People belonging to the transgender community in West Bengal might soon be seen working along with the Kolkata Police, assisting them in various roles. This is the latest step taken by the state for the advancement of the community.
In an attempt to fight the stigma and discrimination associated with the transgender community, the West Bengal government has asked Kolkata Police to take a wonderful step. The government has requested the police department to recruit transgenders in the Civic Police Volunteer Force (CPVC).
Thus, if everything goes as planned, members of the community will soon be seen helping the Kolkata Police in fulfilling several duties.
Picture for representation only. Photo Credit: R Barraez D´Lucca/Flickr
Shashi Panja, state minister for women and child development, informed The Indian Express that she spoke with the Kolkata Police commissioner Surajit Kar Purkayastha, and they discussed the idea after it was brought up in a meeting of West Bengal Transgender Development Board.
CPVC was introduced by the Kolkata Municipality in 2008 with the primary aim of assisting Kolkata Police in traffic management. Duties of CPVC collecting information about unauthorised parking, controlling pedestrian movement etc. And the Transgender Welfare Development Board was set up in July 2014 after the Supreme Court order which recognised transgender as the third gender.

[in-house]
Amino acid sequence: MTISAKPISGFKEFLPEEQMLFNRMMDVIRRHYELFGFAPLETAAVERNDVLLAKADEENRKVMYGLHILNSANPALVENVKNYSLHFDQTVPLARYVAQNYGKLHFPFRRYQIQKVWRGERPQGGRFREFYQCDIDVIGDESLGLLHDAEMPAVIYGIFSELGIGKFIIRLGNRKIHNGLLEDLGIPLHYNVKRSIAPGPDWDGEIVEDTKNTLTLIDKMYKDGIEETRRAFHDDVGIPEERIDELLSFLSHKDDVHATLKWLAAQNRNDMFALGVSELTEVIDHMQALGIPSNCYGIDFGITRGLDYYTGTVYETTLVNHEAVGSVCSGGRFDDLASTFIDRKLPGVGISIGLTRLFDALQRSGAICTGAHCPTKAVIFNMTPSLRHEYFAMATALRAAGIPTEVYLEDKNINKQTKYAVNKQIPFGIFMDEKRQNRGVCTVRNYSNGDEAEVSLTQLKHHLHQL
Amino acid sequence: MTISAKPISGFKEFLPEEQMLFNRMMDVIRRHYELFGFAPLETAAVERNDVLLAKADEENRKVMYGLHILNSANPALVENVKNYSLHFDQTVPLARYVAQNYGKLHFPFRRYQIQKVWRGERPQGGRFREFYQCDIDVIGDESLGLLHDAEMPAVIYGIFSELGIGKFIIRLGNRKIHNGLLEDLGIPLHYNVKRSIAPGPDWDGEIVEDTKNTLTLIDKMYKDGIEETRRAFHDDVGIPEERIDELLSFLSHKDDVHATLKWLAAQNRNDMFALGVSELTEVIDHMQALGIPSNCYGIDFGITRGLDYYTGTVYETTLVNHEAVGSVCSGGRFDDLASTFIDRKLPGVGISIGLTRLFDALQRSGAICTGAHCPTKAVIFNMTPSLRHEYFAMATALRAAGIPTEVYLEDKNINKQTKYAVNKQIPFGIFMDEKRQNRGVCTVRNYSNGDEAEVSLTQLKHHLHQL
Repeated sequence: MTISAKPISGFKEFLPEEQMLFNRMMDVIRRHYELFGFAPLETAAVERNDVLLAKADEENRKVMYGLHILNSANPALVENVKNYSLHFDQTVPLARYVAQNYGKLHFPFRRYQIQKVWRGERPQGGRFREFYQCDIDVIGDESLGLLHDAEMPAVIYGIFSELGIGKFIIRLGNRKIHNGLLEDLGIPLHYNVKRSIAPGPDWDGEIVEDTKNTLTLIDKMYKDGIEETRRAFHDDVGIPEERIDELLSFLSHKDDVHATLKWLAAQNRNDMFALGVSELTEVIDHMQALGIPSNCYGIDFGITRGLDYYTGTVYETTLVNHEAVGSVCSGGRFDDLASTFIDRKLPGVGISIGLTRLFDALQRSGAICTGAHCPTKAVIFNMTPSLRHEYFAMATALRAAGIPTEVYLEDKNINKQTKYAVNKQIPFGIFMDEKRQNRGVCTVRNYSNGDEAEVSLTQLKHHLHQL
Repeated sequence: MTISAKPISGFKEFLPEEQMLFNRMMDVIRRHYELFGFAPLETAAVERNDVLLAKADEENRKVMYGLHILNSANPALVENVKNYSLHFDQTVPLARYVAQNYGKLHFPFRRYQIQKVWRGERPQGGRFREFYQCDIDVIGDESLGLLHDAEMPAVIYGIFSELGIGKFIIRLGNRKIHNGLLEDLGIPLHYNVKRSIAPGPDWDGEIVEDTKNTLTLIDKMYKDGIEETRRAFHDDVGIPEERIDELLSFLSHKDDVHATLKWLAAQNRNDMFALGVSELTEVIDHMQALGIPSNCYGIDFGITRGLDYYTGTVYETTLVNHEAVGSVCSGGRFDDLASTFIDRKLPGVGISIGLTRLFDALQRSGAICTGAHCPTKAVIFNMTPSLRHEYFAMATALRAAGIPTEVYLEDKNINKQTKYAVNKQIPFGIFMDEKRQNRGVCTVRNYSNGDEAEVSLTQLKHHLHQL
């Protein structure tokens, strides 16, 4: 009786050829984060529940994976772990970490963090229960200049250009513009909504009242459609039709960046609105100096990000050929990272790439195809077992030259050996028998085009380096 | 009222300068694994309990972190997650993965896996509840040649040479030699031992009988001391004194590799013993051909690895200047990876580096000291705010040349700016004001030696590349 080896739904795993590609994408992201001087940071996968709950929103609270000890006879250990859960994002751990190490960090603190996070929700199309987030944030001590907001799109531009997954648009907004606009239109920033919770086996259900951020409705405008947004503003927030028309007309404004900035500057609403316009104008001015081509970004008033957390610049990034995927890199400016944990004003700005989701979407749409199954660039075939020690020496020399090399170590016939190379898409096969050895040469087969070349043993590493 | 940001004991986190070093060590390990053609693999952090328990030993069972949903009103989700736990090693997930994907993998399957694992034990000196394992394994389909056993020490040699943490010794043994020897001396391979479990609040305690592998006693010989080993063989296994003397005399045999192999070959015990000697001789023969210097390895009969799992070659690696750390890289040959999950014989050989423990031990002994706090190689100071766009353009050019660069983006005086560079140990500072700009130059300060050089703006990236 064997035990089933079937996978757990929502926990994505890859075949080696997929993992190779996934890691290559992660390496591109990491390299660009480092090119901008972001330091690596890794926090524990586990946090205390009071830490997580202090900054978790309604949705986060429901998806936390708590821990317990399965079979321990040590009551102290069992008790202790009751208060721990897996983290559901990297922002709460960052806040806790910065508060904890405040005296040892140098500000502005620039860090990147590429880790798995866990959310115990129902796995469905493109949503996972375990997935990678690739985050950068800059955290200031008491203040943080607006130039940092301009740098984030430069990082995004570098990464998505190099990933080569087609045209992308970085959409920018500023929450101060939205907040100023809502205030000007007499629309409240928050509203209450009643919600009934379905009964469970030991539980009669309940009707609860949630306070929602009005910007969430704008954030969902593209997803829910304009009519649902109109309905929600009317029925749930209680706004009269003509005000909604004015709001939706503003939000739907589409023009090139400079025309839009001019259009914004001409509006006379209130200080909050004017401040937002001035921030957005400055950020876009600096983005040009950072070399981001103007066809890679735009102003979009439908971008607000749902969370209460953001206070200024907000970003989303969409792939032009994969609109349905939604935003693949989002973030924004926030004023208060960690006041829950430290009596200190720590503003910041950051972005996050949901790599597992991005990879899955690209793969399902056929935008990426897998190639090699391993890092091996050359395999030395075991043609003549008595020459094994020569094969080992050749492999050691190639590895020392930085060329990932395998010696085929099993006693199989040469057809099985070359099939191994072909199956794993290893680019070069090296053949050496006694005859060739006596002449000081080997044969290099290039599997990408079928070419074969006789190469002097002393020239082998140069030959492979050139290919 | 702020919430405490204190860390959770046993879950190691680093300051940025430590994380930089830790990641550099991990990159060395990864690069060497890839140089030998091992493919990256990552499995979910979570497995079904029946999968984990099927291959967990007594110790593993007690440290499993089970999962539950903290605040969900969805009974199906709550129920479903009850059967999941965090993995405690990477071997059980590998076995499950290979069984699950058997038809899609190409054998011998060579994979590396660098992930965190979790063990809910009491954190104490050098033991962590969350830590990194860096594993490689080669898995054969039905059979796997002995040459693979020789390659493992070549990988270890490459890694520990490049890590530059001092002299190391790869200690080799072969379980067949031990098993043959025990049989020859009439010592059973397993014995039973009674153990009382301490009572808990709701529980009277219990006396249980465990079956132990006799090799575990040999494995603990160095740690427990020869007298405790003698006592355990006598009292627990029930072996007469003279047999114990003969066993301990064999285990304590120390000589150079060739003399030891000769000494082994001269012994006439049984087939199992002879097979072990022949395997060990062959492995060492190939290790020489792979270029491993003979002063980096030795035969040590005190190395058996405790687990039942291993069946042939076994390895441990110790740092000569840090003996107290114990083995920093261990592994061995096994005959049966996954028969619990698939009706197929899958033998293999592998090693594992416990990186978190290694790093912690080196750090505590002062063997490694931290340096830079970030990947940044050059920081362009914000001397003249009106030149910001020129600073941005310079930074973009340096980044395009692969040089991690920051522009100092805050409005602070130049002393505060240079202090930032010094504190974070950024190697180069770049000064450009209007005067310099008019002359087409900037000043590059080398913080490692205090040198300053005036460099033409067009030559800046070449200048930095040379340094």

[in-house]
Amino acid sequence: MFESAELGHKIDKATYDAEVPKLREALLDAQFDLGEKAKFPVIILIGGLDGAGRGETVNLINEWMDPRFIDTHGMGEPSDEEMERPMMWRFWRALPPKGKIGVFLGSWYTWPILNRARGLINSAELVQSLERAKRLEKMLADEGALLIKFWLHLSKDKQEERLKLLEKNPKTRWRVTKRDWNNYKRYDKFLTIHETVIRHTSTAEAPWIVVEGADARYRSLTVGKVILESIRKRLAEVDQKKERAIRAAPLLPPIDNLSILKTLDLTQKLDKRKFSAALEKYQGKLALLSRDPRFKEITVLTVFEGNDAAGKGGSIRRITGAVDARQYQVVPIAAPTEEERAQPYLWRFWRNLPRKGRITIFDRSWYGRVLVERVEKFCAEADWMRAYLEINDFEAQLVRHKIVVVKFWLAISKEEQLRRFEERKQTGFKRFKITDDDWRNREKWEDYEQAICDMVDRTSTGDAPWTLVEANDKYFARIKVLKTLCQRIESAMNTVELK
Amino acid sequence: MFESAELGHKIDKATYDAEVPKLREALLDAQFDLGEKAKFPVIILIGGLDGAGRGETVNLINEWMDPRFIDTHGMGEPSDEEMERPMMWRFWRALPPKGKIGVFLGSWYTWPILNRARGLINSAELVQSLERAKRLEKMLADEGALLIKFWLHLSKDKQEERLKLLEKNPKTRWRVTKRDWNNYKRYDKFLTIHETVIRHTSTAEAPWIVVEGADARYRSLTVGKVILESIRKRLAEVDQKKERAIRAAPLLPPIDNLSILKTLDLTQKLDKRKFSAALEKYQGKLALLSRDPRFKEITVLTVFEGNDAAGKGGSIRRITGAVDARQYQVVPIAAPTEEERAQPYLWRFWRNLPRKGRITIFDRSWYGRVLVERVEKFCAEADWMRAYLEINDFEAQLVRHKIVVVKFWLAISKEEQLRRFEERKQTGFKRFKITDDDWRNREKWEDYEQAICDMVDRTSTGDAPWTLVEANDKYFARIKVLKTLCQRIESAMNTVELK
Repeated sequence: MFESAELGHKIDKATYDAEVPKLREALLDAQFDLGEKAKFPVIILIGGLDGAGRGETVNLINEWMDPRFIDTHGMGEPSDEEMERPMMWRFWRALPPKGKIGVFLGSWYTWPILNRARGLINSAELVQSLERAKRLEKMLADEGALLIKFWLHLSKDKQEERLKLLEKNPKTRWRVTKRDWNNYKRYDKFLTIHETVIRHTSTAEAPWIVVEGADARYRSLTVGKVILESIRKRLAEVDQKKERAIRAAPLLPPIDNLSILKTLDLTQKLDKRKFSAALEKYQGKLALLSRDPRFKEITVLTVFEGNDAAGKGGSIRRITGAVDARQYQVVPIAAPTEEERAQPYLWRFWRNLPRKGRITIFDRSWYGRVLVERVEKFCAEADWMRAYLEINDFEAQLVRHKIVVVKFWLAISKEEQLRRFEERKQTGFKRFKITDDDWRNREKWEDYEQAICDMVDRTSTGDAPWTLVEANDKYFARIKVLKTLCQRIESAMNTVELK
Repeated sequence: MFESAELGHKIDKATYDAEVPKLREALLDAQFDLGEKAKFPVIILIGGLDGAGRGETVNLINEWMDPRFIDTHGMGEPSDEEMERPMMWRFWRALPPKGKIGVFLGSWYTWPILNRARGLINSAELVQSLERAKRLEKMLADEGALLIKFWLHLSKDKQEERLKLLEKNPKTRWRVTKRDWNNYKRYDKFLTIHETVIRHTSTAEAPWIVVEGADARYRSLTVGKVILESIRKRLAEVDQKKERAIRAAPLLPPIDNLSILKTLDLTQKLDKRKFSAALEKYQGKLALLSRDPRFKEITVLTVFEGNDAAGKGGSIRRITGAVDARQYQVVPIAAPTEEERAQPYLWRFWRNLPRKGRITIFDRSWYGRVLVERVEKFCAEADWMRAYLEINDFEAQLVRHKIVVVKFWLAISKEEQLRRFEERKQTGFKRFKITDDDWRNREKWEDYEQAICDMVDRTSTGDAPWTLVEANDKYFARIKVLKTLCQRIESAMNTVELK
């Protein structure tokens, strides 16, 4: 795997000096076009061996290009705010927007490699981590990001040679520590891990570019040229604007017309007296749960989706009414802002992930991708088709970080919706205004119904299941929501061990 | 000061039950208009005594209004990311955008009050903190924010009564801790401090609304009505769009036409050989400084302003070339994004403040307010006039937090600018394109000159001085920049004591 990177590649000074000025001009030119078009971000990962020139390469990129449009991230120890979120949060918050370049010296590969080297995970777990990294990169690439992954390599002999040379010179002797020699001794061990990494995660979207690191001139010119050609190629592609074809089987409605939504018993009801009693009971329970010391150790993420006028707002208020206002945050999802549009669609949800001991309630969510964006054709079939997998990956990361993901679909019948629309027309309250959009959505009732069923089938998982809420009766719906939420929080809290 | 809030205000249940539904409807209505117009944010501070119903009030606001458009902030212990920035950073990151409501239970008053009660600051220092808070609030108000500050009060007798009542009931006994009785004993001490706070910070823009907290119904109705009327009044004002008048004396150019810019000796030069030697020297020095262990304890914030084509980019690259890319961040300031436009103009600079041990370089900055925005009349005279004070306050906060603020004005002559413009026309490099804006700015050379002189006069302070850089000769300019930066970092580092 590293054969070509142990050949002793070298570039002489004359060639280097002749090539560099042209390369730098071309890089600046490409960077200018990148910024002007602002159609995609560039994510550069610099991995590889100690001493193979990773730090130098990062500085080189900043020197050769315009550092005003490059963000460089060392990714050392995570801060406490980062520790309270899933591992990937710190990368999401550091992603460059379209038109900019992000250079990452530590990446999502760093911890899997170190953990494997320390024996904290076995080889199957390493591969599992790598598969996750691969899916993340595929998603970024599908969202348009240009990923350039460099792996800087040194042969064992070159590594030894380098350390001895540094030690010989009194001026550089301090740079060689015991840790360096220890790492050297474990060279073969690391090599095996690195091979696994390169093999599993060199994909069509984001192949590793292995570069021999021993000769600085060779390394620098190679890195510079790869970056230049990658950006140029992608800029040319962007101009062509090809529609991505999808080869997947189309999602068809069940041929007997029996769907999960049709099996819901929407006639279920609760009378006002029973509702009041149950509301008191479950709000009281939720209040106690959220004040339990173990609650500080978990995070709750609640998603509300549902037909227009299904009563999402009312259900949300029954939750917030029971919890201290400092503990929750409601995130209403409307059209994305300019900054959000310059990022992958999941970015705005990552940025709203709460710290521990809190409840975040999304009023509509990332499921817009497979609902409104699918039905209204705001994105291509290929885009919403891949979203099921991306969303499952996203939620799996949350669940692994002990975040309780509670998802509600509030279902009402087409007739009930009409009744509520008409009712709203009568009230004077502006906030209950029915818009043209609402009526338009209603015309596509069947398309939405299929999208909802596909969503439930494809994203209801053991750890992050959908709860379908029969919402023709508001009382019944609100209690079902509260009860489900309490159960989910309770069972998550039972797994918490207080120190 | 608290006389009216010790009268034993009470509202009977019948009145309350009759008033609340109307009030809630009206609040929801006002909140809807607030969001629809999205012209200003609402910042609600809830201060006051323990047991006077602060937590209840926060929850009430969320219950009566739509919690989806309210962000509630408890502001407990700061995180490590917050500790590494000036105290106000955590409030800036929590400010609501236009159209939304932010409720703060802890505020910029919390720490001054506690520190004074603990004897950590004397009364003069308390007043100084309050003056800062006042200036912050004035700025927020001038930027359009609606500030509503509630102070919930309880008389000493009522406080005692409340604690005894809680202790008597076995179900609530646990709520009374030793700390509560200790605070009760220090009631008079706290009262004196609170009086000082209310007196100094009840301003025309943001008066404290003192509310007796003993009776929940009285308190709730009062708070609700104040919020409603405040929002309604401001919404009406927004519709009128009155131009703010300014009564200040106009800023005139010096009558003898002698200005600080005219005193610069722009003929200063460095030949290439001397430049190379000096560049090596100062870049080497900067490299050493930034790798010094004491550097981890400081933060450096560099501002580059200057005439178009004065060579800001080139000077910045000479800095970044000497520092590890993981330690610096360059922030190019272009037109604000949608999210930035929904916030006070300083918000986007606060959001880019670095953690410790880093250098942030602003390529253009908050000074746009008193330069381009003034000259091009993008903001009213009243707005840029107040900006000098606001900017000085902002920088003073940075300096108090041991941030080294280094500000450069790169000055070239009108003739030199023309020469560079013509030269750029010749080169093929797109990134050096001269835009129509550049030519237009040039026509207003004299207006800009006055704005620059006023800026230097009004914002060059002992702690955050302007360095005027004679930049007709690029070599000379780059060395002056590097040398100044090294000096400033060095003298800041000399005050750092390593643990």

The board recommended that Kolkata police should begin by taking in volunteers, and after the required training they can be made a part of CPVC.
In addition to the Kolkata police proposal, the department also plans to include more people from the transgender community among the judges of Kolkata Shree, which is an annual competition to reward the best Durga Puja celebration in the state.
All these moves are a part of the long term efforts by the department to include members of the transgender community in respected roles in the society. The West Bengal government has been setting a very commendable example by taking many steps for the betterment of people belonging to this community. Right from setting up a dedicated department, to appointing Manabi Bandopadhyay as the principal of Krishnagar Women’s College, making her the first transgender principal in India, the state is leaving no stones unturned.
“The prime issue that we face is that people don’t have respect for the transgender community. But if they are incorporated as volunteers in the civic police force, then it will gradually allow people to imagine them in different roles,” Shashi Panja told The Indian Express.
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